movb $-17,(%esp) the destination is not the register
%esp but the memory location whose address is in
%esp. Because of the
movb, a single byte will be stored at that memory location. The value stored there will be -17 (which is equivalent to the unsigned byte 0xef).
movw $-17,(%esp) and
movl $-17,(%esp) would also be legal instructions and they'd do different things, storing the 2 or 4 byte values 0xffef or 0xffffffef at memory locations
This instruction needs the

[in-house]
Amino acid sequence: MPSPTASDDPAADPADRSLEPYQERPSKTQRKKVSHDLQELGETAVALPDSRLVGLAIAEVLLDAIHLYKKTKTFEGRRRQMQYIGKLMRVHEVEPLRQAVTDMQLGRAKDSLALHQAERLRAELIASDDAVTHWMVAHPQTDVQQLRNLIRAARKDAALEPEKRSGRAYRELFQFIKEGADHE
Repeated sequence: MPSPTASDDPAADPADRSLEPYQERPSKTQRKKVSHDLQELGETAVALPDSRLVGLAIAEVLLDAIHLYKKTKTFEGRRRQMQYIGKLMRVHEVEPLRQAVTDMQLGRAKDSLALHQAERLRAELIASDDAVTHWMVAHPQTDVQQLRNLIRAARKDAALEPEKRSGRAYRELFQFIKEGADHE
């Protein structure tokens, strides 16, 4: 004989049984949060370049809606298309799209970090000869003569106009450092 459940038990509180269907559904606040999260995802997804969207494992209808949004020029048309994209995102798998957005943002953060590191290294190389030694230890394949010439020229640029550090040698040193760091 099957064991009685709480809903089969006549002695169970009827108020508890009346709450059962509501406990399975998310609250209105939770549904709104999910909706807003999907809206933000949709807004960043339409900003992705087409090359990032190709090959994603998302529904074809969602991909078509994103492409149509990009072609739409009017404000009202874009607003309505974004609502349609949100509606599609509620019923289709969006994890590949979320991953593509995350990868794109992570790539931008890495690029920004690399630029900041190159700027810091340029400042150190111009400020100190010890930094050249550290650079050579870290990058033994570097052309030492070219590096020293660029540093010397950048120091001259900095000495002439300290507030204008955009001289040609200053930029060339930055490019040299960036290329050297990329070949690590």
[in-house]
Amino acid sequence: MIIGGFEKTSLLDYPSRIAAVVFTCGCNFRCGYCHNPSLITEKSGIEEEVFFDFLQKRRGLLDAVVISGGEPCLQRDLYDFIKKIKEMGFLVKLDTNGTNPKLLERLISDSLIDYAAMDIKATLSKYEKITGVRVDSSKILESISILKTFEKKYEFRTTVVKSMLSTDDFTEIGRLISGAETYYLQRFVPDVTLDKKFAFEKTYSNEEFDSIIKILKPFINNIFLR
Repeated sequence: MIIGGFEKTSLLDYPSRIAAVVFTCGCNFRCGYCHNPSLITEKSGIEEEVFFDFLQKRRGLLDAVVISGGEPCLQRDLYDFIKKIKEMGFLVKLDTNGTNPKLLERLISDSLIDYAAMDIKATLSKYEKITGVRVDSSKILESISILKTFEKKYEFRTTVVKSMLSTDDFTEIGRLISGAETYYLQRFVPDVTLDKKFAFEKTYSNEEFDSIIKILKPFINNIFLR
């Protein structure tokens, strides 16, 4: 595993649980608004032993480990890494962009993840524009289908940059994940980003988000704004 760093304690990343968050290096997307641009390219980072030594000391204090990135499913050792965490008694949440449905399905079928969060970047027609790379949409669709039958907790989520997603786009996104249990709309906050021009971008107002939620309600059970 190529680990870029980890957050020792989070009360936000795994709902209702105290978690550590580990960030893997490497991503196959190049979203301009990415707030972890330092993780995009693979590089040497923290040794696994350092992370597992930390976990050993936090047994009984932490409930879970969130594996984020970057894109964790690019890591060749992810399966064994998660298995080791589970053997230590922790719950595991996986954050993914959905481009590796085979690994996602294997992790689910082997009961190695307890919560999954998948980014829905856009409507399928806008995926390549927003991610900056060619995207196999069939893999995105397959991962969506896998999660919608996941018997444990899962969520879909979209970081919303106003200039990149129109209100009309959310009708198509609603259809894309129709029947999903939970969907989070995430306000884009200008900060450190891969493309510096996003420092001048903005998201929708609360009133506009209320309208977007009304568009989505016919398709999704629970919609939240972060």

l to disambiguate the meaning, unlike your other examples, because neither
(%esp) is a fixed-size entity. If you try
mov $-17,(%esp) the assembler will complain.
UPDATE: I just noticed question #5,
push $0xFF which also seems like it could be ambiguous (
pushl $0xFF and
pushw $0xFF are both legal), but there is a special rule for
push that assumes
l whenever there is an ambiguity. 16-bit pushes are very rare (the sysv ABI keeps everything aligned on the stack in multiples of 4 bytes so you always push 32 bits for a function argument, even if it's a